First off, the Dutch court of appeals have ruled that the curfew is indeed legal (article from nltimes.nl in English). Not that it mattered, since the Dutch government also pushed through a curfew law “the legal way” while waiting for the appeal to be heard. For the moment the curfew lasts until 15 March, though the number of cases has been going up for over a week so it might not be lifted at that time.
Today I decided to take a walk past the Tweede Kamer (Dutch House of Representatives). This is actually a very ordinary action to do, as the Tweede Kamer is right in the centre of the city and a lot of it is publicly accessible.
At the moment I’m standing on the Plein, with the statue of Willem of Orange behind me to the right (I wrote a blog post about him last week), looking at the one of the entrances to the Tweede Kamer. You can see a few military police agents and vehicles – this is perfectly normal. There are always military police if the Tweede Kamer is in session.
For the photo above I zoomed in. I assume you are allowed to take pictures but it is seems kind of rude. At least this way you get a sense of how they look without being able to recognize them. Normally I (and everyone, really) walk right past them, with the only difference being in corona times I try to keep my distance a bit more to be polite. But it is a public area and a public street, so it is fine to be there.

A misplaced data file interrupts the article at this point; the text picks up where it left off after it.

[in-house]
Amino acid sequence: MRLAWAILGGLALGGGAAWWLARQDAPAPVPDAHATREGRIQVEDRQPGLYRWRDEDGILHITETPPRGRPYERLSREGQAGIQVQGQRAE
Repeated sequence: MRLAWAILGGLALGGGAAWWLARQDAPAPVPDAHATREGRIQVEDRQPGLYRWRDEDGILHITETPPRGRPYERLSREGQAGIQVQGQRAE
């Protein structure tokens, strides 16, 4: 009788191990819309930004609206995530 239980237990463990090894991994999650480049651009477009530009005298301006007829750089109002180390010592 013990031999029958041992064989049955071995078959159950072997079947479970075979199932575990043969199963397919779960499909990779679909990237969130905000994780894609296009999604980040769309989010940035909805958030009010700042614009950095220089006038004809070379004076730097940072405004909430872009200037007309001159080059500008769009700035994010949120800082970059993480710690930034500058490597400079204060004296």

I also noticed that there was going to be a press conference in the Binnenhof, although I didn’t stick around to hear what it was about. There were gates set up and public waiting.
Normally I would walk from left to right (through the pictured gate) but since there was a potential press conference about to start I took a rarely used entrance instead to avoid people. I blogged about it some time ago.
Press conferences happen pretty frequently, so I don’t pay much attention. I do try to keep my distance and make sure I am behind the cameras, since it is possible to accidentally end up on the 20:00 national news in the background of a shot if you are walking around The Hague’s city centre.
My suspicions about a possible press conference were confirmed when a Red Bee media van pulled up. Although to be honest I have never heard of that company.
While browsing through NOS when I got back I saw that the press conference was with the Minister of Economic Affairs and Climate, reminding restaurant owners that they would not be able to open terraces and would be fined €4,000 if they did so. They are closed under the current corona measures (article on nos.nl in Dutch). The original image of the minister giving the press conference was replaced with a more generic image later, however.
And that’s a normal walk through The Hague’s city centre. Happy Friday, all.